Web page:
4. Seth McClung, 8.2 IP, 5.19 ERA, 8 K
As it has been for most Brewers pitchers this year, McClung’s control has struggled and because of it, his ERA is up. McClung was pegged as a starter before the addition of Braden Looper but has since become the long reliever of the bullpen. Half of his appearances have had him go more than an inning, but he has walked a batter in all six of those appearances. After giving up a run in his first three games, he has since settled down and gone scoreless in two of his last three. He will important all year for the Brewers as a spot starter, just as he was last year.
5. Carlos Villanueva, 8.0 IP, 6.75 ERA, one win
Villanueva was thrown into the closer’s role when Trevor Hoffman went down at the end of spring training and it has clearly messed with him a little. With two losses and a blown save on the year , no one will be happier to see Hoffman back than Villanueva. He has settled down some with two straight scoreless outings, both non-save situations. Once Hoffman is back, which could be as soon as Sunday, Villanueva will go back to middle relief, where he will fare much better than the closer position. Interestingly enough, all of Villanueva’s allowed runs have come at Miller Park.
6. R.J. Swindle, 1.1 IP, 6.75 ERA, 2 K
Swindle was activated when David Riske went to the 15-day DL and should go back down when Trevor Hoffman is ready to return. Swindle added another left arm to the Brewers bullpen and saw his first appearance in the blowout loss to the Phillies, where he surrendered a run in 1.1 inning. Swindle is someone to look for when the rosters move to 40, as he posted a 3.17 ERA in his first 13 outing in the Venuezlean Winter League.
7. Jorge Julio, 5.0 IP, 10.80 ERA, 3 K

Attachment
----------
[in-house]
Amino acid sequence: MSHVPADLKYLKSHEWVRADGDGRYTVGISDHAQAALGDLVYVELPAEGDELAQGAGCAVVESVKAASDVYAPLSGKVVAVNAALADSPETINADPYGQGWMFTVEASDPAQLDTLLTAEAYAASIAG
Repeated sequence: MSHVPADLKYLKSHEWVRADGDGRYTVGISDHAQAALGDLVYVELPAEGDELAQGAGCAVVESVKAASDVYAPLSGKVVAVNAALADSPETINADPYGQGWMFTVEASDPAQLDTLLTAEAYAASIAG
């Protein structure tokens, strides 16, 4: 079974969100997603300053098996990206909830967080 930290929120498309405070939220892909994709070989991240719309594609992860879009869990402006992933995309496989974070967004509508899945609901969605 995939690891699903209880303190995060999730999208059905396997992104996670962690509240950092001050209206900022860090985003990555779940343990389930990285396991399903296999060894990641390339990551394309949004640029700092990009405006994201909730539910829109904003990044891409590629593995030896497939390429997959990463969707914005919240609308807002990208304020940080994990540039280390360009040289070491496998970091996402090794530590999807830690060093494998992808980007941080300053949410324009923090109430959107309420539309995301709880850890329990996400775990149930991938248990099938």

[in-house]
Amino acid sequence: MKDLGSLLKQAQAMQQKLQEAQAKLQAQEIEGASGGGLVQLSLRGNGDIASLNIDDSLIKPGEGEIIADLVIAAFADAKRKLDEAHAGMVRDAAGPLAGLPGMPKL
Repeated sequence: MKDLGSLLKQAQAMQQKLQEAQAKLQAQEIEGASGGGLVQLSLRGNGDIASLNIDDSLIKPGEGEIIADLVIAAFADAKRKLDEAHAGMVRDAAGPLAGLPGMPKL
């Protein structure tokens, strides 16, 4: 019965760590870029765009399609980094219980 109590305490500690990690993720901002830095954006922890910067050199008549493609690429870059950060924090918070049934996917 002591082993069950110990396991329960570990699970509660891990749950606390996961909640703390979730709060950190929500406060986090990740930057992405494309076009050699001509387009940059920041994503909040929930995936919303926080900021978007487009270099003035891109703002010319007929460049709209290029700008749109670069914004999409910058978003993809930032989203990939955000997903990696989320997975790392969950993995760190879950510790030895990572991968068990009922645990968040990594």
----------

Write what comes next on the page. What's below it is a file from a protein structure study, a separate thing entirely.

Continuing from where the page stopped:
Julio came on board this off-season with not a whole lot of positives on his resume and certainly has not added to it this year. Before the collapse against Philadelphia (0.2 IP, 4 ER), his ERA was a reasonable 4.18, but I am starting to think that the blowups in Philadelphia are more of what we are going to see down the line. If he can stay healthy, he will no doubt give the Brewers innings, but will he give them good innings?
8. David Riske, 1 IP, 18.00 ERA, o K
Unfortuanetly, there is a rumor out there that Riske might need Tommy John surgery and would obviously miss the rest of the season. Despite his poor outings in spring training, Riske was still a reliable arm and one of the better pitchers in the Brewers bullpen. He will try to rehab it but time will tell if he is able to get back on the mound this year.
INC. Trevor Hoffman
Hoffman should return this week from an oblique strain, and it can not come soon enough for the Brewers. Hoffman coming back will give the Brewers a true closer, move Villanueva back to middle relief, and provide confidence in the bullpen—something that has been lacking all year.
The Brewers have gone up against arguably the three best offenses in the National League in Chicago, New York, and Philadelphia so that is a reason for the struggle in the bullpen. Still, I look for continued improvement as the season goes on, the pen gets into a rhythm, and Hoffman comes back.